Just six months ago Frank Psaila and Alessia Psaila Zammit were members of the PN’s executive committee. He was a failed candidate for the European Parliament. She was a councillor in Siġġiewi. Immediately after the last election result they called it quits and said they would focus on their personal careers rather than continue their political struggle.
Fair enough. No one has a moral obligation to stay in public life all their professional lives. And if they wanted to switch sides because they no longer subscribed to the politics of their old party they’d also have been within their rights. Politics is not religion. People who switch sides are not apostates worthy of condemnation.
For the right reasons switching political parties can be a noble thing. Winston Churchill, who switched parties twice in his career both times crossing the floor as an MP, famously quipped, “some men change their party for the sake of their principles; others their principles for the sake of their party.”
But the Psailas never said they were switching parties, for principles or otherwise. Their line, at all times, was that they wanted to focus on their own careers.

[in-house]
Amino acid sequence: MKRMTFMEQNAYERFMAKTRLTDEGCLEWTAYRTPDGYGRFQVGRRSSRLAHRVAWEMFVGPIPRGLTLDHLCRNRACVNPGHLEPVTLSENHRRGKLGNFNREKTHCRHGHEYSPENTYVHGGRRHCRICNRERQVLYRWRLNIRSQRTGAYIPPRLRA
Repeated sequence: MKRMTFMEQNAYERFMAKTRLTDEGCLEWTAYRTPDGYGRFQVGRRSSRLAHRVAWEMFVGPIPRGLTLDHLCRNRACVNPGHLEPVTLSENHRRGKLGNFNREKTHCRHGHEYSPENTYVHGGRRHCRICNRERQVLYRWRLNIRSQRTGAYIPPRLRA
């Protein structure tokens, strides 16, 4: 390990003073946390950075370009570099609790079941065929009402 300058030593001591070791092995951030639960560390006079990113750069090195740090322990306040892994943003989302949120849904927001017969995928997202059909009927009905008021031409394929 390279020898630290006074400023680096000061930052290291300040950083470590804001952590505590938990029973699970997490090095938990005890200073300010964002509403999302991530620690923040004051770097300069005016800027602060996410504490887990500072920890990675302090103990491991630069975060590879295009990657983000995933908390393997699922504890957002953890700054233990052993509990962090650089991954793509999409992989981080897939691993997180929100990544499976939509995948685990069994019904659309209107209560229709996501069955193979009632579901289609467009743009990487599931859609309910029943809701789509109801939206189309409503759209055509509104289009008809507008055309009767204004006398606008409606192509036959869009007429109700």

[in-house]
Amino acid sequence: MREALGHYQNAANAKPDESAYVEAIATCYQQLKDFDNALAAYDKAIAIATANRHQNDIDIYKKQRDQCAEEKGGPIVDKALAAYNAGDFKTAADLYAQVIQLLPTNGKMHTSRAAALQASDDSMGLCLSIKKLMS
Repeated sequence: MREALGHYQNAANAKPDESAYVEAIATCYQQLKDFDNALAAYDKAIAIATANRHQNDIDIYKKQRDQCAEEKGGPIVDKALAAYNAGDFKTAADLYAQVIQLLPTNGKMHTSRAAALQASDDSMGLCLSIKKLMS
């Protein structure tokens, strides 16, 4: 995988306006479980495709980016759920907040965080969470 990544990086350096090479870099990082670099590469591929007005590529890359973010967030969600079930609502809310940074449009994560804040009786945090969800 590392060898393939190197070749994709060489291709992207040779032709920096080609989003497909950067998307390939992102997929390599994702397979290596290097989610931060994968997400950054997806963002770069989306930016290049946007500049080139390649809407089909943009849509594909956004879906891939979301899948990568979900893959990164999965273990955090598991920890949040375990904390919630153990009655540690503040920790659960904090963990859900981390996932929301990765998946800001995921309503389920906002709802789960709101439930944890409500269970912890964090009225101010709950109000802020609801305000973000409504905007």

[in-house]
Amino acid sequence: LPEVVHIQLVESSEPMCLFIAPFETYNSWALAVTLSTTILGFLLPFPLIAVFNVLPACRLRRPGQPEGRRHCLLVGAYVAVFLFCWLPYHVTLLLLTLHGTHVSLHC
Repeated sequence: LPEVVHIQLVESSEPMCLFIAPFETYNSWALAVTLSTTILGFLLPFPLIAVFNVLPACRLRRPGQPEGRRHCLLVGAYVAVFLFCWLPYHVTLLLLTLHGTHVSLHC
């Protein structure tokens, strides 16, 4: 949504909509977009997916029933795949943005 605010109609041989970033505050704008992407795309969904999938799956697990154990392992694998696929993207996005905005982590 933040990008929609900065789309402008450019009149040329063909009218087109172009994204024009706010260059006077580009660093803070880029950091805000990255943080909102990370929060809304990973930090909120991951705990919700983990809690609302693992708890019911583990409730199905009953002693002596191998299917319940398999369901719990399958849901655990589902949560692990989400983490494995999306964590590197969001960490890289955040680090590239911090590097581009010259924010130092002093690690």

And yet in 6 months Frank Psaila got 3 government jobs. He was appointed to the affordable housing board, to the medicines review board, and to the board managing warrants for architects.
Now it’s Mrs Psaila’s turn. She’s just been placed on the commission on gender-based violence.
They didn’t switch sides, for so they did, for principle. You see, for their choices to be understandable they either had to switch sides for principles or they left their old side to further their own careers. What really happened was they switched sides to further their own careers.
Classic ‘kulħadd irid jiekol’.
Were you wondering why young people are disgusted by the politicians of our time? Look at the quote by Daphne Caruana Galizia students chose to remember every morning on their way to class.